Hertz teams up with Uber and Lyft
Hertz is driving full-speed into the ride-sharing wars.
People who want to be Uber and Lyft drivers but don’t have a car of their own can now rent one from Hertz ().
The car rental service announced national supply agreements on Thursday with both rival ride-hailing platforms. It represents a new relationship with Uber and an expansion on a pilot program Hertz already had with Lyft.
Wall Street cheered the deal, hoping it will give Hertz a new and growing home for the company’s older and less desirable rental cars. Hertz stock jumped as much as 5% on Thursday morning before investors tapped the brakes.
It’s not clear how much the rental cars will cost a week, but Hertz said it will be set rates and the vehicles can be used for personal use as well as picking up rides.
Hertz said it will begin renting cars to Lyft drivers in Los Angeles and San Francisco and more markets are expected to follow soon. That’s in addition to the Las Vegas and Denver markets already in the Lyft pilot program. The Uber deal is starting in LA and moving to other markets as well.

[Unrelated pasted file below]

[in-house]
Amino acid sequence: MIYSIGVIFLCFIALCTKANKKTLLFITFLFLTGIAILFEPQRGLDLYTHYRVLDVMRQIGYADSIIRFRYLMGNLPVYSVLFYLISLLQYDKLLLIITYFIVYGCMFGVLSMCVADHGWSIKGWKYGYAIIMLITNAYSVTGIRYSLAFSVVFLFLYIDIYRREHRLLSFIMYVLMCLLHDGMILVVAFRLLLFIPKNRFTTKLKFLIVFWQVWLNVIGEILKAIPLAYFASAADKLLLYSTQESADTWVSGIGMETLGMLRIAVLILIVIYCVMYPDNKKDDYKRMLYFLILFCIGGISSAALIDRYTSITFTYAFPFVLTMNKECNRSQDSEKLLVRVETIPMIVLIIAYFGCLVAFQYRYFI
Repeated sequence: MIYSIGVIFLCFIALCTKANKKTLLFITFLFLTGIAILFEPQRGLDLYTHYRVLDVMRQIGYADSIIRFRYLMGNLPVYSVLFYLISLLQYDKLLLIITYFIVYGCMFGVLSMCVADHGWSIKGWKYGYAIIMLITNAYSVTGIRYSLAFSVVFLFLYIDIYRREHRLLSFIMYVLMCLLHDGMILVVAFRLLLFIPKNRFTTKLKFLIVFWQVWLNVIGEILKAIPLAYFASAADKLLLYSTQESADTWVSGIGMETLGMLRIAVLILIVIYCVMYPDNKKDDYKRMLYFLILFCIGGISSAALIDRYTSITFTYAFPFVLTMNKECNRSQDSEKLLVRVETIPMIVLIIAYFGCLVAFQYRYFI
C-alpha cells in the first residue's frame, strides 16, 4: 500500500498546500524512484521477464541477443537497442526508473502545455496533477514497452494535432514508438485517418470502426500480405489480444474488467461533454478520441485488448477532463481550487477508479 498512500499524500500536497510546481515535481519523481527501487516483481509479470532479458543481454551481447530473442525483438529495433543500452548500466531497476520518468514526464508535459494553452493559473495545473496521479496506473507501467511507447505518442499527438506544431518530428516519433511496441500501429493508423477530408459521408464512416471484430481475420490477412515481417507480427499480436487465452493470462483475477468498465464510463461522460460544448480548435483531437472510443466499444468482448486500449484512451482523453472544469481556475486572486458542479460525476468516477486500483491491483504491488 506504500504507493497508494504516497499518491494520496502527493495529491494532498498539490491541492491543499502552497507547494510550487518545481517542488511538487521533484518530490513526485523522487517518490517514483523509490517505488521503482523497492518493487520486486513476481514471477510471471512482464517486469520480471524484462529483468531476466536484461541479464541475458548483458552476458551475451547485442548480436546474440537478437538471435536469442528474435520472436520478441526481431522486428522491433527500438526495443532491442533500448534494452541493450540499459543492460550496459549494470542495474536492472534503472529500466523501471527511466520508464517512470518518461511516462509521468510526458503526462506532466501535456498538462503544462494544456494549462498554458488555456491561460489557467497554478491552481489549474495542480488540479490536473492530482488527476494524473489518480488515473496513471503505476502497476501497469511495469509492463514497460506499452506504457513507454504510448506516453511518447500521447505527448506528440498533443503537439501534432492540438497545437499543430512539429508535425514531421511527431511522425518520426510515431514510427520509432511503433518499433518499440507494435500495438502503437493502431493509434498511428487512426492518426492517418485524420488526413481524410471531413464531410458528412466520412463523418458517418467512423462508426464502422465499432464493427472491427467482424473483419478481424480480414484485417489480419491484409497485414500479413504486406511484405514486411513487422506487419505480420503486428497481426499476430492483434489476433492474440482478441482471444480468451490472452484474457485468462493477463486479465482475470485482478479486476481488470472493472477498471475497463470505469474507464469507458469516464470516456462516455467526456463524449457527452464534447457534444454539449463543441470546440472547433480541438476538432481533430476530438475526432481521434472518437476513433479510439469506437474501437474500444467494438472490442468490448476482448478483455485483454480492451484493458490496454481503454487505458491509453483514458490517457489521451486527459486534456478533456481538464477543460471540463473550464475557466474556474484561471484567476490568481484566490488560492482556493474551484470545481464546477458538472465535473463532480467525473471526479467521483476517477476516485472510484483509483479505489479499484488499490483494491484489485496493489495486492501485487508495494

Hertz praised the “dramatic growth in the ride sharing” world and signaled it would largely be using cars that are “rotating out” of its consumer rental fleet due to age.
General Motors() has also been intrigued by the ride-sharing space. GM owns a $ 500 million stake in Lyft, and also an agreement that allows drivers to rent its cars.
Uber also a rental car agreement with Enterprise. Under that alliance, Uber drivers can rent an Enterprise car for $ 210 a week in certain markets, plus taxes and fees.
Hertz has been struggling lately, with its stock slumping 40% over the past year amid pricing pressure. The car rental company has been cutting costs and recently announced plans to separate its equipment-rental division into a separate public entity.